A North Charleston church has been doing what it can to help the local homeless by taking them in and off the streets during the night.
A group of about 40 people found refuge Feb. 2 at the World Harvest Community Church on West Montague Avenue. The homeless are shuttled from hot spots in downtown Charleston and North Charleston to the church, where they get a hot dinner, sleep in a room furnished with air mattresses and have breakfast in the mornings before they head back to the streets.
Senior Pastor Thomas Clayton said the church has done ministries on a small scale to help the homeless before but never temporarily housed them. It started unintentionally the week before Thanksgiving, he said, while the church was spreading the word at the Crisis Ministries shelter in downtown Charleston about a Thanksgiving feast the church had planned to host.
One night, the overcrowded shelter left a handful of people without a place to sleep, so Clayton offered some of them the church as a place to stay the night. He decided to keep the shelter going throughout the winter, and the overnight haven eventually grew from eight people in the first night to 40-60 people on any given night in the past two months and the most at 69 people, Clayton said.
"We really didn't plan it. It just happened," he said.
The homeless ministry, however, isn't without any challenges. Some people have sneaked into the church intoxicated and caused problems. A short brawl broke out between two men Feb. 2, and afterward, both men were forced to leave the church. And at least two other disruptive outbursts occurred before then, Clayton said.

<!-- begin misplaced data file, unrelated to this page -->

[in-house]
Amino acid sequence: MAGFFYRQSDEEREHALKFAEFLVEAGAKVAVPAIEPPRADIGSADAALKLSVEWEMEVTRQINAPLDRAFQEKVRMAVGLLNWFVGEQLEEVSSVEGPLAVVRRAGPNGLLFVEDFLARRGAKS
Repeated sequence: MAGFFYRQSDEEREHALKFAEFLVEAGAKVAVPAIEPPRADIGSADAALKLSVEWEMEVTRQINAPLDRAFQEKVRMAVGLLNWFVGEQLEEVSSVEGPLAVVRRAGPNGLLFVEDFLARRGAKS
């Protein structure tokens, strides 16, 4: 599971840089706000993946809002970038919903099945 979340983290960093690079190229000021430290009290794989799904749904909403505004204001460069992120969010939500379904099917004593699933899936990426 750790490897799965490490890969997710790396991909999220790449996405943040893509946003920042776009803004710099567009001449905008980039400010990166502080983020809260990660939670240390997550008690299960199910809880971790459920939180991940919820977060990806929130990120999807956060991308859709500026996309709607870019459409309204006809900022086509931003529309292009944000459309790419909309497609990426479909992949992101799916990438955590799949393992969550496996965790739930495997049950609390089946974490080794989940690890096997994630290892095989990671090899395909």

"It's hard to work with people who don't want to change," he said. On the other hand, Clayton said there is a good group of people really trying to get some help.
"Our mission is really to help these people transition off the streets to a functional life or way of living -- help them get jobs and get established," Clayton said.
Clayton said he doesn't know how long the church can keep up the shelter, but that it will take it week by week as spring approaches.
Homeless people in various situations have come through the church doors seeking haven -- young and the old, families with children. Some have lost their jobs, others were simply living with limited incomes and didn't have enough to pay for rent. Other people just had nowhere else to go in their lives.
Anne Wait, 51, said she was evicted from her Ladson house soon after her husband lost his job. She's been homeless since October but has stayed nights at the church since Christmas.
"I'm really super thankful to be here," Wait said.
If it wasn't for the church, she said she'd probably be sleeping outside on the steps of some other church. She added she couldn't be any more grateful to the church volunteers who have helped her and the others stay on their feet.
"They don't have to do it," she said. "But they make the sacrifice. They could be home, but they come here."
The church volunteers who have made the shelter possible include three shuttle drivers, a group of women that prepares the meals, two men who stay overnight with the homeless and about a few more volunteers who keep everything organized.
"Lord knows if it wasn't for his grace, I'd be homeless, too," said longtime church member and volunteer Dave Foster.
Foster, a self-employed sound engineer, has been driving shuttles for the homeless ministry practically every morning and night like a second job, but he works the job every day by a motto of unfailing love.
Over the months, he's gotten to know some of the homeless people. Foster said he tells them all the time that he would give his life for any one of them "without hesitation."
"I mean it from my heart," Foster said. "I go back to the Bible where Jesus said, 'A new commandment I give unto you that we love everyone as I love you.' "